As well as seeking much needed funds, the United Nations will also hope that Western countries will share the burden of hosting Syria’s refugees. So far, only five percent of those who have fled the country have found refuge in EU countries, with the majority finding shelter in Germany and Sweden.

- Denis Fitzgerald
On Twitter @denisfitz

Four Insiders Who Could Succeed Valerie Amos as OCHA Head

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Jan. 20, 2015 – It’s rare that a top United Nations post goes to someone already working for the organization as headline jobs are doled out as political favors to the permanent five members of the Security Council as well as top donors such as Germany, Sweden, Japan and Norway.

But there is precedent, not least in the case of Kofi Annan who started his career as a staffer with the World Health Organization, later becoming head of peacekeeping, until his appointment as secretary-general in 1997.

With Ban Ki-moon under pressure from aid groups not to succumb to political pressure and appoint David Cameron’s preferred candidate, Andrew Lansley, to succeed Valerie Amos as head of OCHA, he could do worse than look for potential replacements inside his own ranks.

Here are four candidates that fit the bill to succeed Amos as the world’s top humanitarian aid official.

1. David Nabarro

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Nabarro is currently managing the UN’s response to the Ebola outbreak. A native of the UK and a medical doctor, he had stints with the British National Health Service, Save the Children and the the British government’s Overseas Development Assistance program before joining WHO in 1999. His UN experience includes serving in Iraq, where he survived the Canal Hotel bombing in 2003; coordinating the health response to the 2004 Tsunami; coordinating the UN response to the Avian flu outbreak; and coordinating the UN system’s task-force on global food security. That he is British may well make him a good choice for a compromise candidate if it comes down to a political appointment versus appointment on competence.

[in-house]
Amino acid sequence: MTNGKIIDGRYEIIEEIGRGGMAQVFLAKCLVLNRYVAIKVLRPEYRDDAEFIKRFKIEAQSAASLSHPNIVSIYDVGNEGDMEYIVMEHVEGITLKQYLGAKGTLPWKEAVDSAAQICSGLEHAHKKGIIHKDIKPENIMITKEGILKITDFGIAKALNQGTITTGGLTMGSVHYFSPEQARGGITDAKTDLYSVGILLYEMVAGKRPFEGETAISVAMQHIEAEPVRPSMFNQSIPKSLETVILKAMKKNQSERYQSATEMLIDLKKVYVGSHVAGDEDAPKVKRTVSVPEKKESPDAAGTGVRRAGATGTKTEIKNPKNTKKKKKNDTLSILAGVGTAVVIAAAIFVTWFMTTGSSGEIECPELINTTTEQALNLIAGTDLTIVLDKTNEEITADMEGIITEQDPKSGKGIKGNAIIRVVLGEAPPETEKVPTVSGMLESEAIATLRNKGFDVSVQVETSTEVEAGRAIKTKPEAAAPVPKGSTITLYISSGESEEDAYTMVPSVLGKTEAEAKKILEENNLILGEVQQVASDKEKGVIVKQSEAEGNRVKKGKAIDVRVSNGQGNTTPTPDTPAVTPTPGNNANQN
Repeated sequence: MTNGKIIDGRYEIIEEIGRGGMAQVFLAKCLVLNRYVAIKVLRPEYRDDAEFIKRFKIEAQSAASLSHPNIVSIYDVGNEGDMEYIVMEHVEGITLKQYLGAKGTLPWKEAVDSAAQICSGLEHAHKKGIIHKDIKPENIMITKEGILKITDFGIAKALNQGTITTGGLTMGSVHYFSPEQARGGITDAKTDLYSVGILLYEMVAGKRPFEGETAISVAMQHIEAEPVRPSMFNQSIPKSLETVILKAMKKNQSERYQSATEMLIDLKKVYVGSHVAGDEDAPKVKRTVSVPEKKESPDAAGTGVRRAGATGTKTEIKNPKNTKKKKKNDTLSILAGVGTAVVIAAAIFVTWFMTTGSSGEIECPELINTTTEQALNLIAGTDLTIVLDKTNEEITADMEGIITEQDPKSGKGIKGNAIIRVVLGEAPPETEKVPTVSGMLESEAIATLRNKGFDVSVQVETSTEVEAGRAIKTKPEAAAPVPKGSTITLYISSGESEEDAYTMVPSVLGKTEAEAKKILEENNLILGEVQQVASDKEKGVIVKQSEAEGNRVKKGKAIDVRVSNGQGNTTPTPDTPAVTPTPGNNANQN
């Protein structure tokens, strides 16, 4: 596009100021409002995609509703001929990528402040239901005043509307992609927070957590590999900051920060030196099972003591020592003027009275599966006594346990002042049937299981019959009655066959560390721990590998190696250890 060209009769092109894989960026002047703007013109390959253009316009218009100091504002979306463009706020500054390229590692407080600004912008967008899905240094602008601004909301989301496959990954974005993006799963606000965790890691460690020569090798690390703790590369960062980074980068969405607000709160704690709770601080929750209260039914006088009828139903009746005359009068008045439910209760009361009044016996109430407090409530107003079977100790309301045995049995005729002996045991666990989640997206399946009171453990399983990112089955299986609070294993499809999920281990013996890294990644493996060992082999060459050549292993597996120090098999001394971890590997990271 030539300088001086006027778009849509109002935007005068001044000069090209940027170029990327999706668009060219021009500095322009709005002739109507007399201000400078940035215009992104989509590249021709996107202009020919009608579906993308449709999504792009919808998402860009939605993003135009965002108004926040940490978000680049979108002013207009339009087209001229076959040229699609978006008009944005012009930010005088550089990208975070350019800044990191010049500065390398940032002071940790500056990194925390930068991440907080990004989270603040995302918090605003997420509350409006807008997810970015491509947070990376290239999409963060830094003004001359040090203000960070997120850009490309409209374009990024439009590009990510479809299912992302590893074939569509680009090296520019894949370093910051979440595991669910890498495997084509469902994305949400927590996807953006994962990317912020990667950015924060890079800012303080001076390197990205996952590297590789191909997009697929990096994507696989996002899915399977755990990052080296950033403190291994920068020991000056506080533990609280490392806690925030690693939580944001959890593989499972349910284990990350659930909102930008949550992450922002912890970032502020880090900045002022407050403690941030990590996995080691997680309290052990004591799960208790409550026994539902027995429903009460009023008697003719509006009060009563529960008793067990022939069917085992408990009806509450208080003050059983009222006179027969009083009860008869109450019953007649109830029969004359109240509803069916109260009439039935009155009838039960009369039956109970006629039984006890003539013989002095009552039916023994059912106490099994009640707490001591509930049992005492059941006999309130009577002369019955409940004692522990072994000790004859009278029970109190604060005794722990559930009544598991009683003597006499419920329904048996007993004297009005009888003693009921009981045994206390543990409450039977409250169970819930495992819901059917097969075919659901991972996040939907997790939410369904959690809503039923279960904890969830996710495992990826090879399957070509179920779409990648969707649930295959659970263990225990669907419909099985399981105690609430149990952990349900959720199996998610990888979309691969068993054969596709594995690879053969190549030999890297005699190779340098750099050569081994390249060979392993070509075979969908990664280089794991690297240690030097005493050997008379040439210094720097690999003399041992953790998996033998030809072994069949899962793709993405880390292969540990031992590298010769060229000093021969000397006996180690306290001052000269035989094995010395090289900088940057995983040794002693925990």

2. Philippe Lazzarini

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Lazzarini, a Swiss native, is currently the UN’s deputy special representative and humanitarian coordinator in Somalia. He previously held senior positions with OCHA, serving in Angola and Iraq as well as Somalia and the Palestinian territories. Prior to coming to the UN, Lazzarini worked for the ICRC, with postings to Amman, Angola, Beirut, Bosnia, Gaza, Rwanda and Sudan.

3. Amina Mohammed

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Mohammed is currently Ban Ki-moon’s special adviser on post-2015 development planning. She worked for the Nigerian government throughout the 1990s and early 2000s, serving under three presidents, including as an adviser on achieving the Millennium Development Goals. In the early 2000s, she headed up the Task Force on Gender and Education for the UN Millennium Project.

4. John Ging

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Ging is currently OCHA’s head of operations. A former officer in the Irish army, he served three tours of duty as a UN peacekeeper. He later worked with the aid agency GOAL in Rwanda, DRC and Tanzania following the Rwandan genocide. He has also worked with the OSCE in Bosnia and served as head of the UN mission in Kosovo in 2005. He worked for UNRWA as head of operations in Gaza from 2006 – 2011, a period which coincided with Israel’s 2008/09 offensive.

Related Story: Replacing Valerie Amos: Political Appointment or Merit-Based

- Denis Fitzgerald
On Twitter @denisfitz

Afghan Aid Workers Exploited by UN, Other Aid Agencies